Friday, March 25, 2011

Role Models

The woman left her water jar and went into the town and said to the people, "Come and see a man who told me everything I have done. Could he possibly be the Christ?"
- John 4:28-29
The Gospel reading of Jesus and the Samaritan woman at the well that we will hear this Sunday has two important messages for us. First, we learn from Jesus how we are to treat other people. In His time, men did not speak to women they did not know, especially if they were alone. Plus, she was a Samaritan woman, and the Samaritans were hated by the Jews (and most everyone else). On top of all that, she was a sinner. We are told she was gathering her water in the middle of the day - most people would be inside taking a siesta during the hottest part of the day. This tells us that either she did not want to see anyone else, or that she was not welcome among them, both signs that she was a sinner, an outcast. Jesus confirms this when He comments that she has had five husbands, and the man she is with now is not her husband.

Despite all this, Jesus breaks all the taboos and speaks to her, even preaches to her, giving her the good news of His living water. He shows us that we should not be afraid to break down barriers and transcend social boundaries to reach out to the people who need to hear God's message.

We can also learn a lot from the woman herself. In fact, she's quite a role model for us. That might seem a little surprising given what we've just learned about her. But despite her failings, she also had many good qualities. First, she had an open mind. When Jesus was talking to her, she stopped what she was doing and listened. She asked questions. And she accepted the answers. She considered all that Jesus told her, and believed Him. We should do this too. When Jesus speaks to us, we should stop and listen. And we should ask Him questions. It's okay to question our faith, that's how we grow, but we must be prepared to listen to the answers God gives us, and if we feel in our heart that these answers are the truth, we must accept them.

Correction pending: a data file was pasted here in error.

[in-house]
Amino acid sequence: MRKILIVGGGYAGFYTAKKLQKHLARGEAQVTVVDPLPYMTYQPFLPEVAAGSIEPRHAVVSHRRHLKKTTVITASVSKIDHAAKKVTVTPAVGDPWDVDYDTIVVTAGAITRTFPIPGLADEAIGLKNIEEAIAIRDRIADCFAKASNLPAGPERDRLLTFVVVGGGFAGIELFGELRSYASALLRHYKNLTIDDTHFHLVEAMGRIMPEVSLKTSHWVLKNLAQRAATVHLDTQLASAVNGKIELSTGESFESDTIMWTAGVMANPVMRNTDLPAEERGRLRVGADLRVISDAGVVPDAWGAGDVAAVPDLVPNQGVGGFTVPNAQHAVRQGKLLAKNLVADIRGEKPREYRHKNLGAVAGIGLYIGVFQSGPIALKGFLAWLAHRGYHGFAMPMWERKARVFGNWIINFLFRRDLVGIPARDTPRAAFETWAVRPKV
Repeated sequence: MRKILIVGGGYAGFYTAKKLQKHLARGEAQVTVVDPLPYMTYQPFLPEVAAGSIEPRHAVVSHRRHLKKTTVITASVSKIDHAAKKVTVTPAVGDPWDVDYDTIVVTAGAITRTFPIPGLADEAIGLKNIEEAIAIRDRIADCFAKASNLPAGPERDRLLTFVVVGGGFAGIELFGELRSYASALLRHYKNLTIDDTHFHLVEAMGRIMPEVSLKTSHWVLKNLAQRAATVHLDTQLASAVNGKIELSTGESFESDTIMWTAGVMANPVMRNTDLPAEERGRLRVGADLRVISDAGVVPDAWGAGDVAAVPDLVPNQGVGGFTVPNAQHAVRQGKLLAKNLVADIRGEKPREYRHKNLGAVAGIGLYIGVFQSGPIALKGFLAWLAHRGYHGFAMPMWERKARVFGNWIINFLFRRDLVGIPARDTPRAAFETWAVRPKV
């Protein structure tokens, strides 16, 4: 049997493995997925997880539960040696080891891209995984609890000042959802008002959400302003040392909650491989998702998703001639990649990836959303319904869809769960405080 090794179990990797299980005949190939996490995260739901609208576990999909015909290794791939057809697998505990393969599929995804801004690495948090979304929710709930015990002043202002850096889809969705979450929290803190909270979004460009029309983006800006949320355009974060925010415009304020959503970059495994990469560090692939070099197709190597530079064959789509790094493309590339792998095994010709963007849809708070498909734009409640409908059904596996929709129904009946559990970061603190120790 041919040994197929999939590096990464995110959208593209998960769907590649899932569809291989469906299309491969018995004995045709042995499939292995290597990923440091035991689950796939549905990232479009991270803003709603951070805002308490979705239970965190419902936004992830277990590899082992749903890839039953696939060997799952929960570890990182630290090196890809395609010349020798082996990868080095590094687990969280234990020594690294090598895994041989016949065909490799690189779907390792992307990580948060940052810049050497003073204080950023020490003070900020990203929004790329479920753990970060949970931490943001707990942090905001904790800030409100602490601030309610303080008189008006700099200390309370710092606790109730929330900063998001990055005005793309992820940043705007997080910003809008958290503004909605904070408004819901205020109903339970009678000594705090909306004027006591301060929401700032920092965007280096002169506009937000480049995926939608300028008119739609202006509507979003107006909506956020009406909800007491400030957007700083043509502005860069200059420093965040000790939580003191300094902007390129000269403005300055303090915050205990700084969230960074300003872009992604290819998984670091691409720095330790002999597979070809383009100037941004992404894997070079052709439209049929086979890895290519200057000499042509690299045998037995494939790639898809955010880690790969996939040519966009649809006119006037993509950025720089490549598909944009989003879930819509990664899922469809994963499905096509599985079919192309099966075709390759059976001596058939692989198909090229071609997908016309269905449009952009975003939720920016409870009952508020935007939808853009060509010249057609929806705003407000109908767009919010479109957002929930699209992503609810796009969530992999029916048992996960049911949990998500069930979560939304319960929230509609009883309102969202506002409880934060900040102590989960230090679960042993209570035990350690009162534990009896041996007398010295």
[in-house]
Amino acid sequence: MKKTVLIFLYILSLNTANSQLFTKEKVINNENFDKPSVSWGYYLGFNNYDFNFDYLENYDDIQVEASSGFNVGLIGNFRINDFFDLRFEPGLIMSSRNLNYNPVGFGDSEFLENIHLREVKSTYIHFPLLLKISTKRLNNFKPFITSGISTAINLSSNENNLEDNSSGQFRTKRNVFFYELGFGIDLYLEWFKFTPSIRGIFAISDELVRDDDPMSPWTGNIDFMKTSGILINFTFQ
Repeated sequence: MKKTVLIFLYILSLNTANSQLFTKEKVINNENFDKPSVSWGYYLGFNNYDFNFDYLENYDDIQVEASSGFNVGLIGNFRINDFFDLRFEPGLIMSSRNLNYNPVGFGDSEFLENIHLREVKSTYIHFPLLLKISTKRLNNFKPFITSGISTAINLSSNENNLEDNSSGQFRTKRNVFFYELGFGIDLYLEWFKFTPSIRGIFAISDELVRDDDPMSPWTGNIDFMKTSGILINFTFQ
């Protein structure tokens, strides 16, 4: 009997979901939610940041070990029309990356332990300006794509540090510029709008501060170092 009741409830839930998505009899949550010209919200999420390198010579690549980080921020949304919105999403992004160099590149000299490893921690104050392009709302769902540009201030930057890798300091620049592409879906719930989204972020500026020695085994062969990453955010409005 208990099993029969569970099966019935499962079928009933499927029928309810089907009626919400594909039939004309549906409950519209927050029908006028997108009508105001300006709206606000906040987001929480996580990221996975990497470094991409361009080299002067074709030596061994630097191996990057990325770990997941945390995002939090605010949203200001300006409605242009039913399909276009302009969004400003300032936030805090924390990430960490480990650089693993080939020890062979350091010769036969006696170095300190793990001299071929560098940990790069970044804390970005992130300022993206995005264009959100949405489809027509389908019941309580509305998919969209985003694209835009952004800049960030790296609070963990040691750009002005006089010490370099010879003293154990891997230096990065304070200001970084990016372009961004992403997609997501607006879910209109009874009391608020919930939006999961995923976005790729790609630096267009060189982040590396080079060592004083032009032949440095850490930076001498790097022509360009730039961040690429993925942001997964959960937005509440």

The woman's next action is also a great example for us. She left her water jar and ran back to the town to tell everyone about her encounter with Jesus. Remember, she was shunned by her community, an outcast. But she didn't let that stop her. She was so excited about what she had learned that she overcame any fear or discomfort she might have felt and started spreading the news. And she must have been very persuasive, as the rest of the town immediately went out to see Jesus for themselves. Many believed simply because of what she told them, and many more were converted after spending a couple of days with Jesus. This woman, this one sinful woman, led to the conversion of almost a whole Samaritan town.

The message for us here is clear. We should be willing to proclaim our faith to anyone who will listen. We need to put aside fear of ridicule, and trust that our testimony will be accepted. If we choose the right words (with the help of the Holy Spirit) and let our excitement lead us, people will listen. We aren't called to convert entire towns, not even entire families. But maybe a neighbor. A colleague. Another mom at school. Look for opportunities, God will always give them to you. Then the next step is up to you. Leave your water jar, cross that boundary, and speak.

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